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Saturday, October 1, 2022

Dem Lawmakers Call for Nielsen’s Resignation, Probe of Migrant Children’s Deaths

Democratic lawmakers are calling for the resignation of Department of Homeland Security Secretary Kirstjen Nielsen following the death of 8-year-old migrant Felipe Alonzo-Gomez while in custody of U.S. Customs and Border Protection on Christmas Eve — the second in-custody death of a child to occur within a month. 

SEE: CBP to Conduct Secondary Medical Checks on Children After Guatemalan Child Dies Dec. 24

On Wednesday, Nielsen issued a directive that all migrant children in custody ages 10 and under be given secondary medical checks. She also issued a lengthy statement that said CBP facilities are not intended to hold migrants for long periods of time, and that the detentions are the results of a broken immigration system.

“To put this in perspective, there were six migrant deaths while in CBP custody during FY 2018 – none whom were children. In fact, it has been more than a decade since CBP has had a child pass away in their custody. It is now clear that migrants, particularly children, are increasingly facing medical challenges and harboring illness caused by their long and dangerous journey,” Nielsen said. “As a result of bad judicial rulings from activist judges and inaction by Congress, we are seeing a flood of family units and unaccompanied alien children. The unprecedented number of families and unaccompanied children at the border must not be ignored.  I once again ask – beg – parents to not place their children at risk by taking a dangerous journey north. Vulnerable populations – including family units and unaccompanied alien children should seek asylum at the first possible opportunity, including Mexico.”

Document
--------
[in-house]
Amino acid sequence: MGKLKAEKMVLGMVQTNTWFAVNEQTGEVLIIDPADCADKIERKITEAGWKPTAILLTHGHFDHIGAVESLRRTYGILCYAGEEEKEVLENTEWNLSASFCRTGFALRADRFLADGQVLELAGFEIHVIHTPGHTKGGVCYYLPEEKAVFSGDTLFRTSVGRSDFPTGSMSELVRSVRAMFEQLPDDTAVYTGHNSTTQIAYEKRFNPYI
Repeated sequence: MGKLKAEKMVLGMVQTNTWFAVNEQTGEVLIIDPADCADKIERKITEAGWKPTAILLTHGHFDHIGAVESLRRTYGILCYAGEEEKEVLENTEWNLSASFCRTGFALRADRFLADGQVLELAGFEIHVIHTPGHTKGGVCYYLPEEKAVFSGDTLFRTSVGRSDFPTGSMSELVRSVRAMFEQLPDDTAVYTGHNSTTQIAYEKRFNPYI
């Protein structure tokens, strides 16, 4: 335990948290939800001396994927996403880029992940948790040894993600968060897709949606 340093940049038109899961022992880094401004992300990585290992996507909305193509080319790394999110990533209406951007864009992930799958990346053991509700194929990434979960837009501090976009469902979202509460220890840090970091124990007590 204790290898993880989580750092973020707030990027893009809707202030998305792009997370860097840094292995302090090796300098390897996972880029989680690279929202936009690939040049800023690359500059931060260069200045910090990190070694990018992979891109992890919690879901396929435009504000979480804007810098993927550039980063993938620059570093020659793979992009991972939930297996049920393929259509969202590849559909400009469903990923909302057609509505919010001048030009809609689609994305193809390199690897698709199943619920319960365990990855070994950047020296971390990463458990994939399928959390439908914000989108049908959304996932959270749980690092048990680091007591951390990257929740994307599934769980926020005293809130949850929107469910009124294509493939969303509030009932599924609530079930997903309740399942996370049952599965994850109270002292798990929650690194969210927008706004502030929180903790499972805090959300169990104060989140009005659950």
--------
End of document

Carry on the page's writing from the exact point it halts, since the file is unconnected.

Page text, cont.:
SEE: CBP Says Agents Tried to Revive 7-Year-Old Guatemalan Girl Who Died in Custody

Sen. Kamala Harris (D-Calif.), a potential 2020 presidential contender and member of the Senate Homeland Security and Governmental Affairs Committee, was one of many who called for Nielsen’s resignation. Harris also asked Nielsen to step down in June after the secretary defended the administration’s position regarding the separation of migrant families in detention.

ARCHIVE: Nielsen: ‘We Do Not Have a Policy of Separating Families at the Border’

Congressional Republicans have not issued similar calls for Nielsen’s resignation in reaction to the boy’s death or concern over the condition of CBP detention facilities.

Additionally, Democracy for America, a political action committee founded by former Democratic National Committee Chairman Howard Dean, created an online petition asking for Nielsen’s resignation, though it is unknown how many signatures have been gathered. The hashtag #NielsenResign trended after Alonzo-Gomez passed away. 

Illinois Democratic Senator Dick Durbin, a member of the Judiciary Subcommittee on Terrorism, Technology and Homeland Security, called for Nielsen’s resignation in a Dec. 26 tweet.

Likely incoming Speaker of the House Nancy Pelosi (D-Calif.) tweeted that the recent deaths are “grotesque and unconscionable” and “must be investigated immediately.”

Rep. Joaquin Castro (D-Texas), the incoming chairman of the Congressional Hispanic Caucus, tweeted that Nielsen should testify before Congress on the six migrant deaths in CBP custody in fiscal year 2018.

Last month, more than two dozen House Democratic lawmakers called for Nielsen’s resignation. The effort, which was led by Congressional Progressive Caucus co-chairman Raul Grijalva (D-Ariz.), resulted in a letter signed by 26 representatives who said that Nielsen’s actions since taking office in December have led to “real harm inflicted on children and families coming to the United States.”

Many Democratic members of Congress have also called for an investigation into the death of Alonzo-Gomez, including House Majority Leader Steny Hoyer (D-Md.) and Rep. Jerrold Nadler (N.Y.), the ranking member and incoming chairman of the House Judiciary Committee. 


James Cullum
Multimedia journalist James Cullum has reported for over a decade to newspapers, magazines and websites in the D.C. metro area. He excels at finding order in chaotic environments, from slave liberations in South Sudan to the halls of the power in Washington, D.C.

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